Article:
Man’s Relationship with God: Personal and Impersonal Perspectives

For a class on Christian Philosophy in my M.Div program at Southern Seminary, James Sire's The Universe Next Door was assigned reading. I greatly enjoyed reading it and in fact I recommend it. In this post, however I merely want to mention a point I found helpful. In the discussion on theistic existentialism, Sire points out some of the positive contributions it made to theology and Christian thought. Existentialism of the Christian variety was largely a reaction to the dead orthodoxy of European state churches. Soren Kierkegaard and later neo-orthodox theologians such as Karl Barth were reacting to the cultural captivity and stagnancy of the churches of their day. If we are not careful it is possible to become dead, captive to culture, or both, and there are more ways to do this than one can imagine. For instance, it is easy to depersonalize the Christian faith into a mere system of dogma rather than a living faith based on a real interaction between a real God and a humanity longing for relationship. This is not to set theology in opposition with personal piety, they are both absolutely necessary. Sire includes the chart below to help one view basic concepts of the Christian faith from both the perspective of the personal and the impersonal (Sire, 131).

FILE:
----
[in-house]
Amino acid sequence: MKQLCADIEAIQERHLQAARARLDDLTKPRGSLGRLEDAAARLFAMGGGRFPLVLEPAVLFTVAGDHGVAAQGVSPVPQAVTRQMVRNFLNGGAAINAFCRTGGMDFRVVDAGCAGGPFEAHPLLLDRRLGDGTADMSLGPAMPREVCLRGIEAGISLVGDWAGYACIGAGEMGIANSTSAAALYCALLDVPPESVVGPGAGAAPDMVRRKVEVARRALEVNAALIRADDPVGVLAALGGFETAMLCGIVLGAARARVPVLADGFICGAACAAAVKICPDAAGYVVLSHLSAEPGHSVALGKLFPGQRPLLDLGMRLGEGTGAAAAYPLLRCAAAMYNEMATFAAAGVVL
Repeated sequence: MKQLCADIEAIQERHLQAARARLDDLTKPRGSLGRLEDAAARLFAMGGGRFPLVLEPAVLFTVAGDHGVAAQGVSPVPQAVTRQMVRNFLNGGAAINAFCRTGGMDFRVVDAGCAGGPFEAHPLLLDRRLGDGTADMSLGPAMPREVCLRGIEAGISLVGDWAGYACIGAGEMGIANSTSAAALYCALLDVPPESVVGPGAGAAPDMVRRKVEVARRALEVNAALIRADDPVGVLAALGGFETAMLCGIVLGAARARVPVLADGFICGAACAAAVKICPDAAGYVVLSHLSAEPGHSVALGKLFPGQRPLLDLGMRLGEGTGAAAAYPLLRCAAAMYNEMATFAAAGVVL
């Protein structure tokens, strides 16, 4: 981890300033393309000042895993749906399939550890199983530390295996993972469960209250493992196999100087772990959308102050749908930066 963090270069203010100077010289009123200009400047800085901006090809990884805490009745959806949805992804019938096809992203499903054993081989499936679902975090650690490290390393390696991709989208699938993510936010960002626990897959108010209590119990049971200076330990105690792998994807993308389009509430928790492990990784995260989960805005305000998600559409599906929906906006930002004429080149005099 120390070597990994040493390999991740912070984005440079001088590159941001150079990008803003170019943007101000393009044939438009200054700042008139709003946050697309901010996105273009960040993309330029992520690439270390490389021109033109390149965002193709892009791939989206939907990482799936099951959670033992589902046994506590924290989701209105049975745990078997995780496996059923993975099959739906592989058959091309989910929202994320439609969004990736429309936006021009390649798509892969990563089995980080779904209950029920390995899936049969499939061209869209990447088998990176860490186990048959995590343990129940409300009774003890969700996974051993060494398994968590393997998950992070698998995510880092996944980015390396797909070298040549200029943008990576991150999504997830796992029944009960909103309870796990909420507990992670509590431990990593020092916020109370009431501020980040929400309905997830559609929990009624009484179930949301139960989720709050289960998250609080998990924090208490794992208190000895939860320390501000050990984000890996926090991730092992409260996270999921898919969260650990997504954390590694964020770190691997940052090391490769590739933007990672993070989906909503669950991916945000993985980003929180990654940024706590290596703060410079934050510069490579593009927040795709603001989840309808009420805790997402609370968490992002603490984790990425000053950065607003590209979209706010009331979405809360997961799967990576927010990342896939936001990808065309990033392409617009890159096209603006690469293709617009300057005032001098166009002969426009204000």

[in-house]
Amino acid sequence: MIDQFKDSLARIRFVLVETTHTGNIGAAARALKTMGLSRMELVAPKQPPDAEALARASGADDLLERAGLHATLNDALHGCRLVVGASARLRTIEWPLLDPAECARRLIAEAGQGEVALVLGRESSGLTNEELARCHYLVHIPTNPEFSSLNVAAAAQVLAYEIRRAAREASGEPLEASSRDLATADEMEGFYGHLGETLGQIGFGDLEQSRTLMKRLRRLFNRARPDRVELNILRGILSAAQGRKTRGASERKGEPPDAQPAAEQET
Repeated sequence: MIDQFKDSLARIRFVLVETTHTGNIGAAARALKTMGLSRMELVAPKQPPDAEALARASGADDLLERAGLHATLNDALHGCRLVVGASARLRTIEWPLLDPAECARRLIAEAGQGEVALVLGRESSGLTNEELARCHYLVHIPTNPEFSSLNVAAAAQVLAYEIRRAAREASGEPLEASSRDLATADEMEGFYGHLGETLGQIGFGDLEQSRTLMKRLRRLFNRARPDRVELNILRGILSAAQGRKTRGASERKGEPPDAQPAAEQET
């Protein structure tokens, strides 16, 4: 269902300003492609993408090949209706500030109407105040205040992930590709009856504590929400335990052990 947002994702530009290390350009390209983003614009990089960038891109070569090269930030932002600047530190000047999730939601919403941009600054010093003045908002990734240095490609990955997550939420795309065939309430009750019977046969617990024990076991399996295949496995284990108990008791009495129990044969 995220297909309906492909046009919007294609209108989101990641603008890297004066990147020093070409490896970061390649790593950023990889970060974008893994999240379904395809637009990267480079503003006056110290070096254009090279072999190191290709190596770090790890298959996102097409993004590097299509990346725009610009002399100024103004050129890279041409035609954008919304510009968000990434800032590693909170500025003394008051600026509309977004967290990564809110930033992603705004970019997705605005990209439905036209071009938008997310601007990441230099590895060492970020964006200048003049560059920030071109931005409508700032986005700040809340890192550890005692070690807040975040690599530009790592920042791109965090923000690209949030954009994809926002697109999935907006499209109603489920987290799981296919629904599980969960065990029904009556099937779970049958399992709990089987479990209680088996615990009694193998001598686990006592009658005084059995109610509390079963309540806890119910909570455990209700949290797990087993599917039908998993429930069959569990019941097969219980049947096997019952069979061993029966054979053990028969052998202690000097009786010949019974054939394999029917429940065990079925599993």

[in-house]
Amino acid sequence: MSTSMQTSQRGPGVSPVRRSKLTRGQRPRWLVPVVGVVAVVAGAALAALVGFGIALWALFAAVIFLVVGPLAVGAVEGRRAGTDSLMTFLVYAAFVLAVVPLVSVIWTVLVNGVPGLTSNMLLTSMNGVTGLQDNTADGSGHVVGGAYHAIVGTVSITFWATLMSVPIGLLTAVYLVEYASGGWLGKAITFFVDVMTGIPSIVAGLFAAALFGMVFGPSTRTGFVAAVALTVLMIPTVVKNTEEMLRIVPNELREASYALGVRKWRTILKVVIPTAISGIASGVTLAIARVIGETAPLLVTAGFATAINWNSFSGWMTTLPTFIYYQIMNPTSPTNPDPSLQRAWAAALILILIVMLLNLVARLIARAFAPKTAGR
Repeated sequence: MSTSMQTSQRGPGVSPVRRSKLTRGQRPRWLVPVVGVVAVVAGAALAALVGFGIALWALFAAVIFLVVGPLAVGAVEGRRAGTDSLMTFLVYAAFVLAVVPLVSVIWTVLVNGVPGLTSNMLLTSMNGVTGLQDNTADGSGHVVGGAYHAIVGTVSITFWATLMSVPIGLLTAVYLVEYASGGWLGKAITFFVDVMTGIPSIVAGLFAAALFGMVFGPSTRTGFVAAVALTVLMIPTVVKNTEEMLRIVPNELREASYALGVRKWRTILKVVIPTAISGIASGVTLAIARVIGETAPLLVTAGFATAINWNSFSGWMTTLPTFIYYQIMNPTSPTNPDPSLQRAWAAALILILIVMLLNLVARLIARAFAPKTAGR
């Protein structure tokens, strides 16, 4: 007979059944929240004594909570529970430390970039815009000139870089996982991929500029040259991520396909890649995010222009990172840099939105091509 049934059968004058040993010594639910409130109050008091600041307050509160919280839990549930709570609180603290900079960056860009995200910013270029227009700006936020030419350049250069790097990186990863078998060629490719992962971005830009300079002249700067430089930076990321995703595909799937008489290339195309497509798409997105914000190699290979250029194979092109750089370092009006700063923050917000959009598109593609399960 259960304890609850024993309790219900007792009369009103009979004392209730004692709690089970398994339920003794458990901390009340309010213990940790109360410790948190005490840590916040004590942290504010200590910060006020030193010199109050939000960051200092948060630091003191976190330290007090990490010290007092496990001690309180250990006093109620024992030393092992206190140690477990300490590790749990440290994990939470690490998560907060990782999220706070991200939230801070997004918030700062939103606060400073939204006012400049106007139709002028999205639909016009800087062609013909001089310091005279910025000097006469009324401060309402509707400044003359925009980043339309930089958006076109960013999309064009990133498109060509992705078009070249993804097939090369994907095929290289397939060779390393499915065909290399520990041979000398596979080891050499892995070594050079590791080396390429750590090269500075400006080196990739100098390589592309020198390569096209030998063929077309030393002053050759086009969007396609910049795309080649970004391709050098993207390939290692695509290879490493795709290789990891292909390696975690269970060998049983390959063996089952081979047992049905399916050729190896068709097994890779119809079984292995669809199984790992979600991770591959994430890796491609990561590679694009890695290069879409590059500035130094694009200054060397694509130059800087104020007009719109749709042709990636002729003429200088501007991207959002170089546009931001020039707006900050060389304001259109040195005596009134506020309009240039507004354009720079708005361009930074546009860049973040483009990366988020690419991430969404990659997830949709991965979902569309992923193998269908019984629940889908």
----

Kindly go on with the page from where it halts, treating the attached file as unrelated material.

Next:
One can see the appeal of both perspectives, particularly the personal. The Scriptures include both perspectives as well, and I think place the emphasis on the personal. There's nothing new here but much to remember.

Depersonalized Personalized
Sin Breaking a rule Betraying a relationship
Repentance Admitting guilt Sorrowing over personal betrayal
Forgiveness Canceling a penalty Renewing fellowship
Faith Believing a set of propositions Committing oneself to a person
Christian life Obeying rules Pleasing the Lord, a Person
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